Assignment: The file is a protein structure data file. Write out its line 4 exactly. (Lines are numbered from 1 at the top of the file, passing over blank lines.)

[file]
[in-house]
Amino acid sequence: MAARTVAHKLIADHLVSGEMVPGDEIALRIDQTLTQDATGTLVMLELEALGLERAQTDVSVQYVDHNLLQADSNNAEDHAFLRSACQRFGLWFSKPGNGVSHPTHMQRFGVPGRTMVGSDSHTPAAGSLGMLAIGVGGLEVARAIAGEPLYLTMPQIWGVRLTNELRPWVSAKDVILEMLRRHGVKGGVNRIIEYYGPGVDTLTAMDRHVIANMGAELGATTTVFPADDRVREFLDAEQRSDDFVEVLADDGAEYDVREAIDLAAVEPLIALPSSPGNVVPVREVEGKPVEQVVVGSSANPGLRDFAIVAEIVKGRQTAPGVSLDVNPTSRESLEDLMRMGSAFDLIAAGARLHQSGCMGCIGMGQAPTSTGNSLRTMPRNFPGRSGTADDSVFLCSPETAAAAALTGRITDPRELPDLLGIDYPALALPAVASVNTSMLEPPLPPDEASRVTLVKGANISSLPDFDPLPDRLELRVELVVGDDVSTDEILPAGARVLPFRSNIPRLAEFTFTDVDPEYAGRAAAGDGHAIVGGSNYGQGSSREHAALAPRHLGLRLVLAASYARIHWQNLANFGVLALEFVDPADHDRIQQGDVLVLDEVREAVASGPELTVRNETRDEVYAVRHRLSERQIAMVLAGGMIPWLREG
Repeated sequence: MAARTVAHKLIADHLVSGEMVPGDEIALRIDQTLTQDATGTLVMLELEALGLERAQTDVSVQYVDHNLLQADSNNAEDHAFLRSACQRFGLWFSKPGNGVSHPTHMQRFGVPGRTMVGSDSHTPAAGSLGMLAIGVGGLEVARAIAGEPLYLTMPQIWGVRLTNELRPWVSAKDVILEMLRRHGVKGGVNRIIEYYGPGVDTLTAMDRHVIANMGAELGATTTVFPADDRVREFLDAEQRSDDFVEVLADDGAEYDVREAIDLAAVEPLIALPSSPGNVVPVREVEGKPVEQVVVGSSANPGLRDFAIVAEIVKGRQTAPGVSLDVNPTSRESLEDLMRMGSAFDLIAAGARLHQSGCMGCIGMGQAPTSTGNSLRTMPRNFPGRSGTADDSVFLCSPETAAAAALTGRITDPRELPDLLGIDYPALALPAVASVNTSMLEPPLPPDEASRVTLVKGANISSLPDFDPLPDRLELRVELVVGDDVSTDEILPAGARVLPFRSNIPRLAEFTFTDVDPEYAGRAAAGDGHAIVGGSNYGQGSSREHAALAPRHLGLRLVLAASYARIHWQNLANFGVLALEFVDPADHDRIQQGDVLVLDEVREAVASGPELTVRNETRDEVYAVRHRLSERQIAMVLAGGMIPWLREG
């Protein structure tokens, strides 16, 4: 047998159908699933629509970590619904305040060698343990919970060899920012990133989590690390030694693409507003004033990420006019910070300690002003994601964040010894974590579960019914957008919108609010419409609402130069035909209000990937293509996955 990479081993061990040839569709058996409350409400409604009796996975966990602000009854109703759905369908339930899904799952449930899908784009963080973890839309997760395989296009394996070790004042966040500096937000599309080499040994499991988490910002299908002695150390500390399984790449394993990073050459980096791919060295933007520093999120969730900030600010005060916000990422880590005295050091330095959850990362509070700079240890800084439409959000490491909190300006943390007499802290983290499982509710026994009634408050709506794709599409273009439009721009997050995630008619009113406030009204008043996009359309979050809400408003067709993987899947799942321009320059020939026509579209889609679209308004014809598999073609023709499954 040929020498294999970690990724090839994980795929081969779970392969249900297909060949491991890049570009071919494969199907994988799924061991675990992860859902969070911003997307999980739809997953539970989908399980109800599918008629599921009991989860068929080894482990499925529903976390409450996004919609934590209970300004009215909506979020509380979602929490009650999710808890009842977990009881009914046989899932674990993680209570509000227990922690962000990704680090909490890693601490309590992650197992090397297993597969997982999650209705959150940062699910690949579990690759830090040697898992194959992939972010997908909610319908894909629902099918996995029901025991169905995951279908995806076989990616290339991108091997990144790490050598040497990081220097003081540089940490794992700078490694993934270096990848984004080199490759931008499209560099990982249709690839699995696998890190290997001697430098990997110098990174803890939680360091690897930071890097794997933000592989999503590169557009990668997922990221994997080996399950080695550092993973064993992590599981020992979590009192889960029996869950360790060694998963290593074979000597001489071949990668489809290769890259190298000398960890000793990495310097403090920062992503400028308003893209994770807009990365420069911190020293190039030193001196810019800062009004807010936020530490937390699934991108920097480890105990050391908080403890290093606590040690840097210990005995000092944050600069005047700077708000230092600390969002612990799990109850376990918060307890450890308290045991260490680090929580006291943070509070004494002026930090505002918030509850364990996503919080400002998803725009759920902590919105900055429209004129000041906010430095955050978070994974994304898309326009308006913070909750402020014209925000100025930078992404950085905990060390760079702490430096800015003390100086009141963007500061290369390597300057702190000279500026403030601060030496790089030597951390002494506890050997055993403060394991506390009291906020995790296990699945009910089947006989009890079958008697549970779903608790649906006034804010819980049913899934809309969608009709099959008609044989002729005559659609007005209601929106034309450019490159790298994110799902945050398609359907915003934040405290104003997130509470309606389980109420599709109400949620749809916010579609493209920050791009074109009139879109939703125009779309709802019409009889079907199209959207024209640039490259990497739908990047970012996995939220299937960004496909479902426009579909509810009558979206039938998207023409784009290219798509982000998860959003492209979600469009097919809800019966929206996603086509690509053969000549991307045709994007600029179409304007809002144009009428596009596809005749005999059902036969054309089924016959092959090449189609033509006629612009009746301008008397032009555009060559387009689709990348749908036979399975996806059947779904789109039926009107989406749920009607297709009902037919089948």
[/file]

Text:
């Protein structure tokens, strides 16, 4: 047998159908699933629509970590619904305040060698343990919970060899920012990133989590690390030694693409507003004033990420006019910070300690002003994601964040010894974590579960019914957008919108609010419409609402130069035909209000990937293509996955 990479081993061990040839569709058996409350409400409604009796996975966990602000009854109703759905369908339930899904799952449930899908784009963080973890839309997760395989296009394996070790004042966040500096937000599309080499040994499991988490910002299908002695150390500390399984790449394993990073050459980096791919060295933007520093999120969730900030600010005060916000990422880590005295050091330095959850990362509070700079240890800084439409959000490491909190300006943390007499802290983290499982509710026994009634408050709506794709599409273009439009721009997050995630008619009113406030009204008043996009359309979050809400408003067709993987899947799942321009320059020939026509579209889609679209308004014809598999073609023709499954 040929020498294999970690990724090839994980795929081969779970392969249900297909060949491991890049570009071919494969199907994988799924061991675990992860859902969070911003997307999980739809997953539970989908399980109800599918008629599921009991989860068929080894482990499925529903976390409450996004919609934590209970300004009215909506979020509380979602929490009650999710808890009842977990009881009914046989899932674990993680209570509000227990922690962000990704680090909490890693601490309590992650197992090397297993597969997982999650209705959150940062699910690949579990690759830090040697898992194959992939972010997908909610319908894909629902099918996995029901025991169905995951279908995806076989990616290339991108091997990144790490050598040497990081220097003081540089940490794992700078490694993934270096990848984004080199490759931008499209560099990982249709690839699995696998890190290997001697430098990997110098990174803890939680360091690897930071890097794997933000592989999503590169557009990668997922990221994997080996399950080695550092993973064993992590599981020992979590009192889960029996869950360790060694998963290593074979000597001489071949990668489809290769890259190298000398960890000793990495310097403090920062992503400028308003893209994770807009990365420069911190020293190039030193001196810019800062009004807010936020530490937390699934991108920097480890105990050391908080403890290093606590040690840097210990005995000092944050600069005047700077708000230092600390969002612990799990109850376990918060307890450890308290045991260490680090929580006291943070509070004494002026930090505002918030509850364990996503919080400002998803725009759920902590919105900055429209004129000041906010430095955050978070994974994304898309326009308006913070909750402020014209925000100025930078992404950085905990060390760079702490430096800015003390100086009141963007500061290369390597300057702190000279500026403030601060030496790089030597951390002494506890050997055993403060394991506390009291906020995790296990699945009910089947006989009890079958008697549970779903608790649906006034804010819980049913899934809309969608009709099959008609044989002729005559659609007005209601929106034309450019490159790298994110799902945050398609359907915003934040405290104003997130509470309606389980109420599709109400949620749809916010579609493209920050791009074109009139879109939703125009779309709802019409009889079907199209959207024209640039490259990497739908990047970012996995939220299937960004496909479902426009579909509810009558979206039938998207023409784009290219798509982000998860959003492209979600469009097919809800019966929206996603086509690509053969000549991307045709994007600029179409304007809002144009009428596009596809005749005999059902036969054309089924016959092959090449189609033509006629612009009746301008008397032009555009060559387009689709990348749908036979399975996806059947779904789109039926009107989406749920009607297709009902037919089948």